All foundations have been impacted by the ups and downs of the stock market and the relief support that nonprofits urgently needed (and still need) because of CV-19. Federal law requires private foundations to spend a portion of their endowments, typically at least 5%, on charitable endeavors each year. Many of the largest private foundations keep close to that 5% floor. But the Ford Foundation, the John D. and Catherine T. MacArthur Foundation, the Andrew W. Mellon Foundation, the W.K. Kellogg Foundation and the Doris Duke Charitable Foundation – jointly announced that they would raise their payout rates substantially above that floor for the next two to three years. Ford, the largest of the five, says its payout will rise to more than 10% of its endowment in 2020 and 2021. That announcement followed an earlier pledge by more than 700 foundations to relax grant restrictions so that the charities they support have greater flexibility to respond to challenges created by the COVID-19 pandemic.
Why aren’t all foundations doing this?
Not every philanthropist is convinced that this crisis is “once-in-a-century.” There is no iron rule that pandemics may only sweep the world once every 100 years, after all. Foundations that pay out more now will have less to spare if another, possibly even deadlier scourge – perhaps a 1918-like pandemic influenza strain or a highly transmissible form of Ebola – arrives in the not-too-distant future.
Other foundations believe their dollars can be better used to address challenges that aren’t likely to go away in a few years, like systemic racism or climate change. They might decide that nothing about COVID-19 or the resulting recession changes their optimal spending strategy. Still others might think that the present moment is a time to hit the pause button on new projects while social distancing and travel restrictions make it hard to conduct on-the-ground evaluations of potential grantees.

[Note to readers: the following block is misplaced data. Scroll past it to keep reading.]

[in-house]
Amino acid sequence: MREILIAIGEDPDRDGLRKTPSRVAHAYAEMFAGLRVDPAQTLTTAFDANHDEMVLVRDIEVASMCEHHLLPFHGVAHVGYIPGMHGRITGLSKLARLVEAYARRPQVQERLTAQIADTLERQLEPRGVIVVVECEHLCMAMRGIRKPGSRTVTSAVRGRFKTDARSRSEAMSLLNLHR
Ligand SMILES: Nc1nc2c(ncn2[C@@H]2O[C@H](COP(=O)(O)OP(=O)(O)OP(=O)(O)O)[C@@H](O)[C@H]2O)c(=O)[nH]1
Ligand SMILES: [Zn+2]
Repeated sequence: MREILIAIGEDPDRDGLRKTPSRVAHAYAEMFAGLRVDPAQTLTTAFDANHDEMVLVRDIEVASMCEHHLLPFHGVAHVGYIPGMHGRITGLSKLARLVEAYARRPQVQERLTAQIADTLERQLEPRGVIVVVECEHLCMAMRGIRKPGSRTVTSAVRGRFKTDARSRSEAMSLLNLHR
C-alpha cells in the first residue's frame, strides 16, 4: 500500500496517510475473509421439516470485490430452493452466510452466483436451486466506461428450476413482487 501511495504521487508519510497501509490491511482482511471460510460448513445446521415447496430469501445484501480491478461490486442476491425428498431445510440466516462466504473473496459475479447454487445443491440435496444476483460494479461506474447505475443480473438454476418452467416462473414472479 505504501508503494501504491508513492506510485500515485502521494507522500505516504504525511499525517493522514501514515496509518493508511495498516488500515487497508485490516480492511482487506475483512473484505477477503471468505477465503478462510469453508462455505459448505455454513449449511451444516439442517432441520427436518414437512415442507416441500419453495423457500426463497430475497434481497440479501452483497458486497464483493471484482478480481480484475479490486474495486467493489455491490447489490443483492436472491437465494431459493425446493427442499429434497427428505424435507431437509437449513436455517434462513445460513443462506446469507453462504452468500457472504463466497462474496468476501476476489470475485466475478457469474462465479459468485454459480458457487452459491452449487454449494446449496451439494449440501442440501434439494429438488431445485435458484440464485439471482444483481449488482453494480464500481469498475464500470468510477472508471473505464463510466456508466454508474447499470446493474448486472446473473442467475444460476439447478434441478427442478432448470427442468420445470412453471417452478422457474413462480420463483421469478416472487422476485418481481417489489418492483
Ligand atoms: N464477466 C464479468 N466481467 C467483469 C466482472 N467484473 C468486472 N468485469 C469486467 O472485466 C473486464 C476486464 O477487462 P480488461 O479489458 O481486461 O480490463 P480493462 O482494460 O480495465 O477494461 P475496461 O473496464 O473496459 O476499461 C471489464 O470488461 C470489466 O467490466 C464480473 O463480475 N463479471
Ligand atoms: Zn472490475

And it’s important to underscore that if past performance is any guide to future results, the foundations’ temporarily higher payout amounts cannot be sustained forever. If the Ford Foundation had spent at a significantly faster rate in its early days, it wouldn’t have been able to provide the grant that launched the Mexican American Legal Defense and Education Fund at the height of the civil rights movement. If MacArthur had spent significantly more early on, it would have had less money to devote to the “loose nukes” problem in the former Soviet Union after the Cold War’s end. The decision to spend more now inevitably means spending less later.
The problems of the present are easier to see than the challenges of the future are to imagine. But those future challenges aren’t necessarily less important to address.
What else are some big foundations doing?
The Ford Foundation is issuing $1 billion of “social bonds” to finance its new spending. MacArthur is issuing $125 million of bonds, and the Doris Duke Charitable Foundation is issuing $100 million of bonds. The other two foundations in the group of five have yet to reveal their plans for financing the additional spending. For Ford, what that means is that a foundation is borrowing $1 billion from investors in exchange for a legally enforceable promise to pay the money back at the end of the bond term and to pay interest each year in the meantime. Ford’s bonds will have terms of between 30 and 50 years.
It’s important that you understand what’s going on with institutional funders (foundations) so that your approach and cultivation of those funders is successful. Many nonprofits are doing research studies to find new foundation funders. If we can conduct that research for you, please contact us.
We welcome your comments about this post on the LAPA blog.